Support Independent Bookstores - Visit IndieBound.org The Wright Brothers for Kids: How They Invented the Airplane, 21 Activities Exploring the Science and History of Flight by Mary Kay Carson

Pair this title with the Wright Brothers Epic Fails title above to compare how the same story can be told in different ways. Carson’s activities give young readers a great introduction to the science of flight with some hands-on investigation.

 

 

Support Independent Bookstores - Visit IndieBound.org The Book of Massively Epic Engineering Disasters: 33 Thrilling Experiments Based on History’s Greatest Blunders by Sean Connolly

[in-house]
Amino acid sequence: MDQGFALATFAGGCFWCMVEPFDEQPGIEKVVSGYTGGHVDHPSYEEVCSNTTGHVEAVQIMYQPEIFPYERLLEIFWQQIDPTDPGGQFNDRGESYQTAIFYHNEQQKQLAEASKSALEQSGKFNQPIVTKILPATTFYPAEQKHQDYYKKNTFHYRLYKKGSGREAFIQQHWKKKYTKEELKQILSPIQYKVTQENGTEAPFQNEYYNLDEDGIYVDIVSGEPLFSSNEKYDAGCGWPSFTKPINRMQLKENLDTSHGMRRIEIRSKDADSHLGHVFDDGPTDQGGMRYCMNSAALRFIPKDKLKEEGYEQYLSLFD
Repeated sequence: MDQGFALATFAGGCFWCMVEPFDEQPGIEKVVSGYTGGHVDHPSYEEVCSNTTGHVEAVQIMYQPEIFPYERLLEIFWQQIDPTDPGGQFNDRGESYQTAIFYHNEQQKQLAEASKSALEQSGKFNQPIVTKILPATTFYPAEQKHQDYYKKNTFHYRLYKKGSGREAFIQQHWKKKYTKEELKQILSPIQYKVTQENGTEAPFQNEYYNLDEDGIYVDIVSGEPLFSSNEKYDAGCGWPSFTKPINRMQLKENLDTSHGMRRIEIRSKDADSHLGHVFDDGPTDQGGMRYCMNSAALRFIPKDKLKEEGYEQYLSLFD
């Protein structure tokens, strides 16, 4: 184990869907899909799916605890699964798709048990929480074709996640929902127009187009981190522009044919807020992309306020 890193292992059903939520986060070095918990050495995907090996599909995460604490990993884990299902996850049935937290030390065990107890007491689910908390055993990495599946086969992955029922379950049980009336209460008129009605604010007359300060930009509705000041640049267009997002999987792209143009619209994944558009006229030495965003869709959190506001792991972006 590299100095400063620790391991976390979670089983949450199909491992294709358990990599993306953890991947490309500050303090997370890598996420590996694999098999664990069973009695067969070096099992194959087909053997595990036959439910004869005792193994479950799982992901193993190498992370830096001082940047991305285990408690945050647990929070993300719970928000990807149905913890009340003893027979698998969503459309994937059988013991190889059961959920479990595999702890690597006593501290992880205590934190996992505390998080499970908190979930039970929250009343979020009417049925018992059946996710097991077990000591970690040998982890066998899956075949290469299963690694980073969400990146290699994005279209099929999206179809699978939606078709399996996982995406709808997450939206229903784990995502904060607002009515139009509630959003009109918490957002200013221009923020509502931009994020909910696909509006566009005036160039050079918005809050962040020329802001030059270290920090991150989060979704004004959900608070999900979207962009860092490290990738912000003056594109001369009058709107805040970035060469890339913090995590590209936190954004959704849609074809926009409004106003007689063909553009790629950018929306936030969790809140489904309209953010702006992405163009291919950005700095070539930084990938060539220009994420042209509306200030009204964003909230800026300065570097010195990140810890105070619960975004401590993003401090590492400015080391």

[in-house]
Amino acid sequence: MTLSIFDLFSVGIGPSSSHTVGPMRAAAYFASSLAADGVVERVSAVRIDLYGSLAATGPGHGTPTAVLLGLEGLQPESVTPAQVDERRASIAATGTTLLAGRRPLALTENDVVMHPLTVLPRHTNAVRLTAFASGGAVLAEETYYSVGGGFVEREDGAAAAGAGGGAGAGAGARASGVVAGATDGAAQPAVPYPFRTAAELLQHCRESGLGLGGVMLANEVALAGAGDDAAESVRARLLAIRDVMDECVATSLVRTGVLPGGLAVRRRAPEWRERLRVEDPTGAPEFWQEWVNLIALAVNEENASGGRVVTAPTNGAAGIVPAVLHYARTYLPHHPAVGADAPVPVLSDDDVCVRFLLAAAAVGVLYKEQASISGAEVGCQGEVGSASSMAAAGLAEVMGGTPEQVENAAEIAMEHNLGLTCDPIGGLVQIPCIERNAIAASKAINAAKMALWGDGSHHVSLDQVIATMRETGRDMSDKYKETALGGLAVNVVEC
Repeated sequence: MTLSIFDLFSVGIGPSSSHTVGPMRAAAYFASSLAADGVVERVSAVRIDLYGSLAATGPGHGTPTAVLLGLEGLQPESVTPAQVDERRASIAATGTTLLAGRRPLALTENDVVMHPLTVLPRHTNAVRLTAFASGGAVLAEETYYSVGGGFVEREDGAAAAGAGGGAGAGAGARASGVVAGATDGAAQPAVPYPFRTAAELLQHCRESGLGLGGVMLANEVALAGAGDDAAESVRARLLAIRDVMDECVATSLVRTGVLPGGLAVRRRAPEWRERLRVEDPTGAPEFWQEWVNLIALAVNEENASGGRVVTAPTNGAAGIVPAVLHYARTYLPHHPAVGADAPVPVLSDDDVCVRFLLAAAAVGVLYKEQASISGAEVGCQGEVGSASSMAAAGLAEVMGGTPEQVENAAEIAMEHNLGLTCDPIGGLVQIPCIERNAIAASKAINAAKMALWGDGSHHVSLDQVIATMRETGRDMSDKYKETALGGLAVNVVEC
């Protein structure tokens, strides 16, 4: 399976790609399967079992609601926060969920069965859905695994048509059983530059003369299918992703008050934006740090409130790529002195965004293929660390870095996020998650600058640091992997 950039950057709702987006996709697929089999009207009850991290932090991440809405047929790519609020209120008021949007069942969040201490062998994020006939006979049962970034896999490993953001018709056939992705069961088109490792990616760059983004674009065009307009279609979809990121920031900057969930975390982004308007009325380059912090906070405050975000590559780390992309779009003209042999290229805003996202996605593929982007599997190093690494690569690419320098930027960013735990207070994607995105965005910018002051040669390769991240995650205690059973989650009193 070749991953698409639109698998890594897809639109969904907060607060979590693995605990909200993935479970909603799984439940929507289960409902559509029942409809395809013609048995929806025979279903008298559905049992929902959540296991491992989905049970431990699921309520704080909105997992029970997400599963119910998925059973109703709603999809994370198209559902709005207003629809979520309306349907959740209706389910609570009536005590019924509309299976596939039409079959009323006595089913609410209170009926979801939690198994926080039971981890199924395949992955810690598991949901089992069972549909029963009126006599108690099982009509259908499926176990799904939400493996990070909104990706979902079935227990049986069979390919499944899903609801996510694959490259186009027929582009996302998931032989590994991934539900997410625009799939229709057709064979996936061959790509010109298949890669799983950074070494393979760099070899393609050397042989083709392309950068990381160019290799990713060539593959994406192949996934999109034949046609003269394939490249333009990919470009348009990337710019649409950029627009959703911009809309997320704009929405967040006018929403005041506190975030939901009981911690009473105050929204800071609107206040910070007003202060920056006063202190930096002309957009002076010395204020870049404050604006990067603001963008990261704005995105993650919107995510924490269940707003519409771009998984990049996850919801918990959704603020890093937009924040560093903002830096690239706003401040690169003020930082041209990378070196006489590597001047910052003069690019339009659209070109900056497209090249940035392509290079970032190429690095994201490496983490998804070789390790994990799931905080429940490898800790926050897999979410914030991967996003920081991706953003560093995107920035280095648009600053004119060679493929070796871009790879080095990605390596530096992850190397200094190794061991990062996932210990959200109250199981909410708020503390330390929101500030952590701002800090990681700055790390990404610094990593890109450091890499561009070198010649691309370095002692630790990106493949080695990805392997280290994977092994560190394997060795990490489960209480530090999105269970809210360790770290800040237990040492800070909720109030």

This title focuses on the E in STEM. Why did the Titanic sink? Why does the Leaning Tower of Pisa lean? What is the fatal design flaw in the Sherman tank? Connolly explains each disaster, and then includes an experiment using household items to reinforce the science and hands-on inquiry.

 

 

Support Independent Bookstores - Visit IndieBound.org Google It! A History of Google: How Two Students’ Mission to Organize the Internet Changed the World by Anna Crowley Redding

This book explores how two Stanford college students developed the most influential and innovative ideas for organizing information on the world wide web. Want to know more about it — Google it!

 

 

Space is a popular topic for young readers. We’ve included four very different titles that describe the challenges of outer space travel.

Support Independent Bookstores - Visit IndieBound.org Countdown: 2979 Days to the Moon by Suzanne Slade and Thomas Gonzales